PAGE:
From Boise to Boston, next year’s lawmakers could craft more than 92,000 bills in their state capitals and in the U.S. Congress. With 83 percent of elected officials on ballots in November 2014 the activity at capitals across the country during the next year is expected be brisk.
According to StateNet, there will be a dip from 2013 to 2014 in the number of bills introduced at state capitals and Congress. But still, that’s nearly 100,000 pieces of legislation.
Fewer bills anticipated for next year can be partly attributed to four states that meet only during odd-numbered years – Montana, Nevada, North Dakota and Texas.
Once the new year starts, three states will be churning out more bills than any other state. New Jersey lawmakers are expected to offer 5,650 bills during their year-long session. If history tells us anything, it tells us that a fair number of bills each year in the Garden State cover issues of interest to truckers.
Tennessee lawmakers are expected to offer a nearly identical number of bills – 5,500 – but cram all of their work into four months. That’s about 350 bills a day on average.
Amazingly, the daily average in Tennessee is nearly the same as the total number of bills that are expected to be offered during the entire regular sessions in two states (Oregon at 350 and Wyoming at 300.)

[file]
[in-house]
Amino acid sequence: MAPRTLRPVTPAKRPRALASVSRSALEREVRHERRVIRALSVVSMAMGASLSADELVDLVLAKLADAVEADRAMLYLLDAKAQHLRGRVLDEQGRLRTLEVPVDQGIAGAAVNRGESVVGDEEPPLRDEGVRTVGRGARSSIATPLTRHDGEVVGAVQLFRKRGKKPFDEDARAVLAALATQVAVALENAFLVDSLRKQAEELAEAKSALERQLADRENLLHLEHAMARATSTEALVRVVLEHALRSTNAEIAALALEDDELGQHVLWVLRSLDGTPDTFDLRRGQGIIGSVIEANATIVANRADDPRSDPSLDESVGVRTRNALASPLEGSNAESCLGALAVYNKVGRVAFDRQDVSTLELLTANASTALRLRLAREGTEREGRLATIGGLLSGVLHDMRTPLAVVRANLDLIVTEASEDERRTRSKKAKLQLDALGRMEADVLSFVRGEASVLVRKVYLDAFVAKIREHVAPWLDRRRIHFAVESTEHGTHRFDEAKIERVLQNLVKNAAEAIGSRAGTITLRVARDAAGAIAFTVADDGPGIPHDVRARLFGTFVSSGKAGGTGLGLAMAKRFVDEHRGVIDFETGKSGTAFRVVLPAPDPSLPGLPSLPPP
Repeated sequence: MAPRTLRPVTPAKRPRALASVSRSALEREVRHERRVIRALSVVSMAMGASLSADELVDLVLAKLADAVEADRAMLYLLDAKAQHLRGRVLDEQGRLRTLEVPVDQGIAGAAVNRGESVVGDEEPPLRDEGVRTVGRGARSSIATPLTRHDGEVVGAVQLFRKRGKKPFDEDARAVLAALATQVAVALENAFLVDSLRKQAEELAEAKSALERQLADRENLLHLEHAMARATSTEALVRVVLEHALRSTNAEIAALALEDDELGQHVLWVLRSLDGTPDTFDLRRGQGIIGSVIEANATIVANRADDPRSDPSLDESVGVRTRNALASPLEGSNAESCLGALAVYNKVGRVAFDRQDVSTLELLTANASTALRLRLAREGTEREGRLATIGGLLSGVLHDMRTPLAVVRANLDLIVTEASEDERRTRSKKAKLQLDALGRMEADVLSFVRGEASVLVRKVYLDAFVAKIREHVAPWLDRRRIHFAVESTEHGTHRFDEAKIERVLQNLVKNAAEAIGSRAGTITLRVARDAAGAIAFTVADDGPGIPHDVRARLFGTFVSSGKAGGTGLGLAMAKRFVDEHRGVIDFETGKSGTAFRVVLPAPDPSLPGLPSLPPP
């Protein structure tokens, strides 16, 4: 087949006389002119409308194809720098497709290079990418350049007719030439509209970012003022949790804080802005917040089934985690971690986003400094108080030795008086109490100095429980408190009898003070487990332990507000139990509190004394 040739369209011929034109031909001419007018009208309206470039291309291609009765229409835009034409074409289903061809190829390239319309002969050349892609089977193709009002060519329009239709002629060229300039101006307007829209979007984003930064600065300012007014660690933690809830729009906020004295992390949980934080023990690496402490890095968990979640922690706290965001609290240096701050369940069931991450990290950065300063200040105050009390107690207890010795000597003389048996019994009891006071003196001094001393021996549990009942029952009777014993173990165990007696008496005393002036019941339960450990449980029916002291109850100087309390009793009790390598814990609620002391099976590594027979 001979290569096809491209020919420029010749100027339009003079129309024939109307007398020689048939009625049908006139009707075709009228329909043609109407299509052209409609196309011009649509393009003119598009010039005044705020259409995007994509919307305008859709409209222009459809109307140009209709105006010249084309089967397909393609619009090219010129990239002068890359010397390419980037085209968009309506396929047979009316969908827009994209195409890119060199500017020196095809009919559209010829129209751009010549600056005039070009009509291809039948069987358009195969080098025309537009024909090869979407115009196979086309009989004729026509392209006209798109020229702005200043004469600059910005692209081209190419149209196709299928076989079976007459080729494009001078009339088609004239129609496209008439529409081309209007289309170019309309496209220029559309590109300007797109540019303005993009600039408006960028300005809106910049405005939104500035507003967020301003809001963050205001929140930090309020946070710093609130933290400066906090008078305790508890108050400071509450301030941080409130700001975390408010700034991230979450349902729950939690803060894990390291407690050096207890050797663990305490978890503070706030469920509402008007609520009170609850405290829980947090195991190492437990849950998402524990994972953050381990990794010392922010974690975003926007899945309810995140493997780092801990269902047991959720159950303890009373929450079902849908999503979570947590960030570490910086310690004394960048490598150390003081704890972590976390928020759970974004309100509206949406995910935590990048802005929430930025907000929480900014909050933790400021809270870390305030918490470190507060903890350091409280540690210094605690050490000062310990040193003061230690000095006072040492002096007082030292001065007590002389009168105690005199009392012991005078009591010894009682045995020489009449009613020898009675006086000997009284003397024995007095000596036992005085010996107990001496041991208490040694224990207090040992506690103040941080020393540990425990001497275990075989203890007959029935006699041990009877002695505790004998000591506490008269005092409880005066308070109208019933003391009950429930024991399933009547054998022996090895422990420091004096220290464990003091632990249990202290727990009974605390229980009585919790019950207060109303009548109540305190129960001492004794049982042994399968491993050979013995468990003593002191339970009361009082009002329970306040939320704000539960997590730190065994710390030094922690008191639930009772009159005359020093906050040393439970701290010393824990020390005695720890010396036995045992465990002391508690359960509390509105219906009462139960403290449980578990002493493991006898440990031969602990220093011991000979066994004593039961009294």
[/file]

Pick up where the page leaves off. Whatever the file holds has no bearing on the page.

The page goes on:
In Illinois, about 5,100 bills are expected to come up for review. That’s about the same number of total bills that are likely in neighboring Indiana, Iowa, Missouri and Wisconsin.
At the U.S. Capitol, federal lawmakers are projected to offer 4,600 bills. That equates to about eight bills per elected official.
This is the third time in recent years that I’ve written about the number of bills expected to be offered around the country. During that time it’s no real surprise that states with heavy populations have a tendency to produce the biggest stacks of legislation while generously populated states typically have shorter piles.
That theory goes out the window for 2014 when taking a look at Rhode Island. Little Rhody is expected to have 2,600 bills introduced. That’s more than the combined total in Ohio (725) and Pennsylvania (1,700).
With all the time and money that states put into holding legislative sessions it’s fair to question whether it’s time well spent. Taxpayers shell out a lot of money to keep lawmakers at capitals to review and decide about changes to laws.
A few years back the Houston Chronicle published information that showed the annual cost for legislative sessions in four of the most populated states. California led the way with a nearly $250 million price tag to run the show in Sacramento. In New York, the cost was about $210 million while Florida’s expenses were approaching $200 million and Texas totaled $170 million.
That’s about $830 million with only four states accounted for.
Late summer typically isn’t a hotbed of activity at statehouses and Congress. Nearly all elected officials have headed home for the year, or at least until the fall, to start preparing for their return to their respective capitals.
It will be the final opportunity for many lawmakers to address topics that could factor into whether they get re-elected.
It makes sense for voters to watch out for their pocketbooks by keeping the lines of communication open with elected officials.
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